March was truly filled with madness in sports. NFL free agency opened up and teams raced to sign the best free agents in the market. NCAA basketball fans witnessed some incredible upsets and millions were forced to shred their brackets. European soccer saw some magnificent matches and events. Chelsea’s 6-0 demolition against Arsenal, Barcelona’s 4-3 win and Messi’s historic hat-trick against Real Madrid in the el Clasico, and Bayern Munich’s clinching of the Bundesliga title with still a good amount of games remaining in the German league are just some examples of what European soccer produced in March. Apart from the leagues, Champions League soccer continued and the round of 16 came to an end. Thus, only eight teams now remain on the quest to be Europe’s best. Let’s take a look at the match-ups.
Solid starting pitching from Nicholas J. Locascio ’16 and David A. Hesslink ’17 led MIT to a sweep of Clark University in a New England Women’s and Men’s Athletic Conference (NEWMAC) baseball doubleheader on Saturday, March 29. The Engineers took game one 8-1 before completing the sweep with a 2-0 victory that improved the Engineers to 7-3 overall and 4-0 in the NEWMAC. Clark fell to 4-13 and 1-4 with the losses.
When Professor Andrei Linde of Stanford University first read a paper in the 1980s by MIT professor Alan Guth, then a postdoc at Stanford, he was taken by its description of cosmic “inflation,” the notion that one trillionth of one trillionth of one trillionth of a second after the Big Bang, the universe — for an infinitely brief moment — expanded faster than the speed of light. Linde immediately started improving the theory, completing his reworking before Guth’s next paper came from the United States that said the theory was impossible. “It’s a good thing the Soviet mail system was so slow, I didn’t hear I couldn’t improve the theory until I already had!” jokes Linde.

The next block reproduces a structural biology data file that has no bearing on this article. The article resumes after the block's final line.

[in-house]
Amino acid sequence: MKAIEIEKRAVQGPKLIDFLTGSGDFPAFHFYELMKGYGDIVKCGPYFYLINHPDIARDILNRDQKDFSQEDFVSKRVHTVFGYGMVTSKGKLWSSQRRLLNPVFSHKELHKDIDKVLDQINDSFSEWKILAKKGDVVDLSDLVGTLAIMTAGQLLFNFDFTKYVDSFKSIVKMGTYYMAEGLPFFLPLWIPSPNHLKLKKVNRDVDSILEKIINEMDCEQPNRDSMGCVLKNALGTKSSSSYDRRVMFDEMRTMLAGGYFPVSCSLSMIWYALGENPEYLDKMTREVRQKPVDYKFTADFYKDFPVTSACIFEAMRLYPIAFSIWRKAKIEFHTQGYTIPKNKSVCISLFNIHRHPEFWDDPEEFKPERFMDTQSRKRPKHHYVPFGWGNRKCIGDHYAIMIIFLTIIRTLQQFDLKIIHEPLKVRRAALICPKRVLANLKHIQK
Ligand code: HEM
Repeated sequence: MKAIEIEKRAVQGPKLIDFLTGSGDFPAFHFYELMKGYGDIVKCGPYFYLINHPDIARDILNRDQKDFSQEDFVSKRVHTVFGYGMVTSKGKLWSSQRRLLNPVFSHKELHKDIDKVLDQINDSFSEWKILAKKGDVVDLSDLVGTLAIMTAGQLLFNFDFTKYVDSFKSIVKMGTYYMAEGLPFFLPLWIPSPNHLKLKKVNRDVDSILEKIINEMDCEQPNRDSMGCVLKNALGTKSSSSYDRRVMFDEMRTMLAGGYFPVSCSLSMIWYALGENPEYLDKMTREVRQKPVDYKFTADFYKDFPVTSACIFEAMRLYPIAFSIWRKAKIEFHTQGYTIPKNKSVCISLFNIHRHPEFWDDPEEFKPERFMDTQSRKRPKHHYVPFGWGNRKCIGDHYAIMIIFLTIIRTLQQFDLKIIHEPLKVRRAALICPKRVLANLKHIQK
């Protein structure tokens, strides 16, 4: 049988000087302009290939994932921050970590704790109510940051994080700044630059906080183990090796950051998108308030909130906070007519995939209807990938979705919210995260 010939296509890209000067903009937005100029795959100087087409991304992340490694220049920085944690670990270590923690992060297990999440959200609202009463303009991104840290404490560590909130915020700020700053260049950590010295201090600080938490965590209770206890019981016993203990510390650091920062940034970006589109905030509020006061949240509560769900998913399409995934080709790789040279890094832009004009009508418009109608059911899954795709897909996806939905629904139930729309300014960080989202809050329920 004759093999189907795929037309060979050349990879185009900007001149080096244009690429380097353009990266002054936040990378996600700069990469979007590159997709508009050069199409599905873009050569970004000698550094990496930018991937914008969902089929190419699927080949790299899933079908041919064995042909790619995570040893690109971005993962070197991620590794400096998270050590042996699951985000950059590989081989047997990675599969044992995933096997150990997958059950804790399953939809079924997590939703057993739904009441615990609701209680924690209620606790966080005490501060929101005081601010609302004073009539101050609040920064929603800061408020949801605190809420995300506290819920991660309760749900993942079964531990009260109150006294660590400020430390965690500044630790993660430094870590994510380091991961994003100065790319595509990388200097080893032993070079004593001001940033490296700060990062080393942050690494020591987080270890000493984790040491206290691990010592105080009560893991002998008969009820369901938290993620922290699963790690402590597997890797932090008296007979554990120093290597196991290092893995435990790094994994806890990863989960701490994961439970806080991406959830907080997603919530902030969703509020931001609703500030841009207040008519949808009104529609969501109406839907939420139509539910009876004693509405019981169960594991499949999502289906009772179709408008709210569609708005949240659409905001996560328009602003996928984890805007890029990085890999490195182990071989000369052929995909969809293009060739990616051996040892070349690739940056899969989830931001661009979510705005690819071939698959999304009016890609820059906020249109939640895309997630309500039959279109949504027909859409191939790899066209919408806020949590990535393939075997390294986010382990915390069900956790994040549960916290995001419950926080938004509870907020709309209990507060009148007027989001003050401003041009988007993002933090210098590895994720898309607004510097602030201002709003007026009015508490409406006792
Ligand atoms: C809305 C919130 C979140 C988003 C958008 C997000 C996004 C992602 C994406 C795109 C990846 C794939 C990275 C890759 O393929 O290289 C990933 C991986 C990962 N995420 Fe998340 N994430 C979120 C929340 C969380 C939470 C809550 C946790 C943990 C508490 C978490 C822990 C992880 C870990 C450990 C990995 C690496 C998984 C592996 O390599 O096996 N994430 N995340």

Events Apr. 1 – Apr. 7 Tuesday (12:00 p.m. – 1:00 p.m.) Deutschland Theaterland: Exploring German history and culture through theatre — E40-464 Wednesday (3:00 p.m. – 5:00 p.m) MIT Spouses and Partners Wednesday meeting: Dispelling Myths about Libido — E55-Penthouse (7:00 p.m. – 10:00 p.m.) Space Board Games Night — Building 33, 1st floor lounge Thursday (4:00 p.m. – 5:00 p.m.) The Picower Lecture: Impact on circuits critical for memory across species presented by Dr. Carol A. Barnes — 46-3002 (4:30 p.m. – 6:30 p.m.) The Untold History of the United States — E51-115 (6:30 p.m. – 9:00 p.m.) Romanian Students Association presents Wild Carpathia 3 — 37-212 Friday (5:00 p.m. – 6:00 p.m.) Advanced Music Performance Student Recital featuring Eleanor Bors, cello — 14W-111 (7:00 p.m., 10:00 p.m.) LSC shows Saving Mr. Banks — 26-100 Saturday (12:00 p.m. – 2:00 p.m.) Science Carnival — Sidney-Pacific-MP Room (2:00 p.m. – 6:00 p.m.) Graduate Association of Mechanical Engineers Art Appreciation Day — W20-306 (6:00 p.m. – 9:00 p.m.) Ebony Affair: Essence of Excellence — W50-105 Sunday (12:00 p.m. – 1:00 p.m.) Sidney-Pacific Despicable Me April Brunch — Sidney-Pacific MP Room (7:00 p.m. – 9:00 p.m.) Percussionist Hubert Zemler and Evan Ziporyn, clarinet — Killian Hall Monday (2:30 p.m. – 4:00 p.m.) Who Benefits When the Government Pays More? Evidence from Medicare Advantage — E62-450 (4:00 p.m. – 5:30 p.m.) Land Reform and Sex Selection in China — E62-650 Send your campus events to firstname.lastname@example.org.